A recent project seems to lift the lid on some of the microscopic material washed into drainage systems by commercial and industrial activity. Environmental monitoring expert CGG Environmental Science and partners have used a number of techniques to characterise micropollutants and contaminants, including microplastics and synthetic fibres, captured by domestic and industrial filters.
The samples included residue from clothes washing machines and multi-use industrial sites, which was captured using filtration technology developed by project partner Matter. Micropollutants were detected using CGG’s rapid mass screening method. The project also employed micro-FTIR and thermal analyses provided by Experimental Techniques Centre (ETC) at Brunel University.
The domestic appliance samples contained a mixture of polyester, rayon, nylon and cotton/synthetic fibre blends together with embedded fragments of acrylic, paints or resins. Industrial site samples were found to be heavily polluted, containing tyre particulates, paints, polypropylene and polyester with high levels of zinc, copper, chromium and lead.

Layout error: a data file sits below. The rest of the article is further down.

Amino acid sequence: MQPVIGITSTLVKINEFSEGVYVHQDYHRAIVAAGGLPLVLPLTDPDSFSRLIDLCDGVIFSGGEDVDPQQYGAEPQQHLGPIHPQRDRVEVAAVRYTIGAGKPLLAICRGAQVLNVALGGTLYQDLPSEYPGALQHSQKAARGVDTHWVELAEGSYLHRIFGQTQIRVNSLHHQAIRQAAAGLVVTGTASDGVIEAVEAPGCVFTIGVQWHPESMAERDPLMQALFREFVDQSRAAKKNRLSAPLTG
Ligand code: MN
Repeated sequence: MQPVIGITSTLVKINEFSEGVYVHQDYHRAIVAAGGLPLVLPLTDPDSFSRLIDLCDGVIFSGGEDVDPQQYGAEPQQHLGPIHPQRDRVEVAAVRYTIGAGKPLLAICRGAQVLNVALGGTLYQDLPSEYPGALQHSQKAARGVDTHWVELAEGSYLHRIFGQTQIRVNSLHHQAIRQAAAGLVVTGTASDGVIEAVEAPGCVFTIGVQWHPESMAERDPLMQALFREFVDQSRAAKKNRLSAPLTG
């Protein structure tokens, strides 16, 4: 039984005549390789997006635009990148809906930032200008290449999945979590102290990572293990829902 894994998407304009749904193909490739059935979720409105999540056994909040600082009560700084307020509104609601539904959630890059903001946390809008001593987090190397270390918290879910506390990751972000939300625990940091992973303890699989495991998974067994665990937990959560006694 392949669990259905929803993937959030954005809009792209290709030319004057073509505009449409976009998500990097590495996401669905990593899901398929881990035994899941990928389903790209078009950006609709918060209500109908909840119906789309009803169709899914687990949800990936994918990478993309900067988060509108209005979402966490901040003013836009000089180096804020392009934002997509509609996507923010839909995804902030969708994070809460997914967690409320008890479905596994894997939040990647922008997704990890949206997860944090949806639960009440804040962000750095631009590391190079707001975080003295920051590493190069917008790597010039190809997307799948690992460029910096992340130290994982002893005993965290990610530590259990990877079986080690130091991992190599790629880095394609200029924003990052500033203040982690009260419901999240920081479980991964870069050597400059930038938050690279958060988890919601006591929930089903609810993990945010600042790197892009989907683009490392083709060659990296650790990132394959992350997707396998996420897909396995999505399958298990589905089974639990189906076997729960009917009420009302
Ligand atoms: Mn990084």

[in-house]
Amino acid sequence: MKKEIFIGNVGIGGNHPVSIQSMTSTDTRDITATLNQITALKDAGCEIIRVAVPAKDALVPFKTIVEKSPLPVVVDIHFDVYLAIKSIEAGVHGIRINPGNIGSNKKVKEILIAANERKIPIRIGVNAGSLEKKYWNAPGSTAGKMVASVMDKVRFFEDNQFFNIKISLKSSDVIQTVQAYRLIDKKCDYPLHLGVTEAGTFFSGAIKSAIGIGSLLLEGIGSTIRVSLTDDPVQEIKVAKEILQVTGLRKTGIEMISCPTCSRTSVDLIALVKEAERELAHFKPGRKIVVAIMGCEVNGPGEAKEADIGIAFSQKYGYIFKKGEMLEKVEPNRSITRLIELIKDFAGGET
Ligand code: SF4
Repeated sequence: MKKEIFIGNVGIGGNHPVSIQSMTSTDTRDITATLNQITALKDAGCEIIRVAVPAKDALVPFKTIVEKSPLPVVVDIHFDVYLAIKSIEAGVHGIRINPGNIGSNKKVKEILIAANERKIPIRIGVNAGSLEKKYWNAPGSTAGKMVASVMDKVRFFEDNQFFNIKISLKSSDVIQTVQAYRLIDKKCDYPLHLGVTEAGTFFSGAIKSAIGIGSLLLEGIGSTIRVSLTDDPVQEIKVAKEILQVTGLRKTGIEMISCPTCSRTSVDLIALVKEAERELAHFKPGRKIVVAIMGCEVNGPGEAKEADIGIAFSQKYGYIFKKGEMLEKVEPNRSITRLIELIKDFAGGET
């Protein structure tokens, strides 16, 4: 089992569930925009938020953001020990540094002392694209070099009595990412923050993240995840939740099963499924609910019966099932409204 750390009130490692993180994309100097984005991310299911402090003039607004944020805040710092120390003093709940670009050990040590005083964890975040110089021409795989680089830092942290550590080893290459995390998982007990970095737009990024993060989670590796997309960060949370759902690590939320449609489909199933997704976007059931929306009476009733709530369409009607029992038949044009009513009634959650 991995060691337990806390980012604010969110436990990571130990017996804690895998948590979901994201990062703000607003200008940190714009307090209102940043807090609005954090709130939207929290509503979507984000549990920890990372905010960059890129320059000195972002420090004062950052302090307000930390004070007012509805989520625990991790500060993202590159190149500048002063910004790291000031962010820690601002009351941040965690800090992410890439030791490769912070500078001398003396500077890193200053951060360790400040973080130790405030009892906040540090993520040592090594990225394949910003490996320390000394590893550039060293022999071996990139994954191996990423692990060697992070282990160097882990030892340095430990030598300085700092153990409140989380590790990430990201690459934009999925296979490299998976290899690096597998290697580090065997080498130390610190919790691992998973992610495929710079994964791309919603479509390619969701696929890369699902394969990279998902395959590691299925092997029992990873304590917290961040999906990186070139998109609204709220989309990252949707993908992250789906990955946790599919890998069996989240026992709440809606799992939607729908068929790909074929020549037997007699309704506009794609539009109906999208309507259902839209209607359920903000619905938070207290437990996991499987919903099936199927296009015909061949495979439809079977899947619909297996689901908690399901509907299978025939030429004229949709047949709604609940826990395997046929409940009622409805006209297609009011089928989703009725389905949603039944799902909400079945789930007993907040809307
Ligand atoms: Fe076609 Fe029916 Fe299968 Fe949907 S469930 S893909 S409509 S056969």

The goal of the project is to contribute to efforts to prevent micropollutants from entering the environment, harming organisms and entering the food chain. According to CGG, the analysis workflow proved to be highly effective at identifying and characterizing materials within complex mixed samples. “This approach can be scaled to quantify micropollutants and contaminants in large volumes and contribute to the UK government’s 25-year environmental plan to achieve zero avoidable plastic waste by 2042, and zero avoidable waste by 2050.”
Adam Root, CEO of Matter, said the micropollutant analysis “provides a clear picture of the range and scale of contaminants that are washed into our drainage systems every day from domestic and commercial activities.”
CGG makes its environmental monitoring solutions available to stakeholders including industry, charities, NGOs, local authorities and government agencies.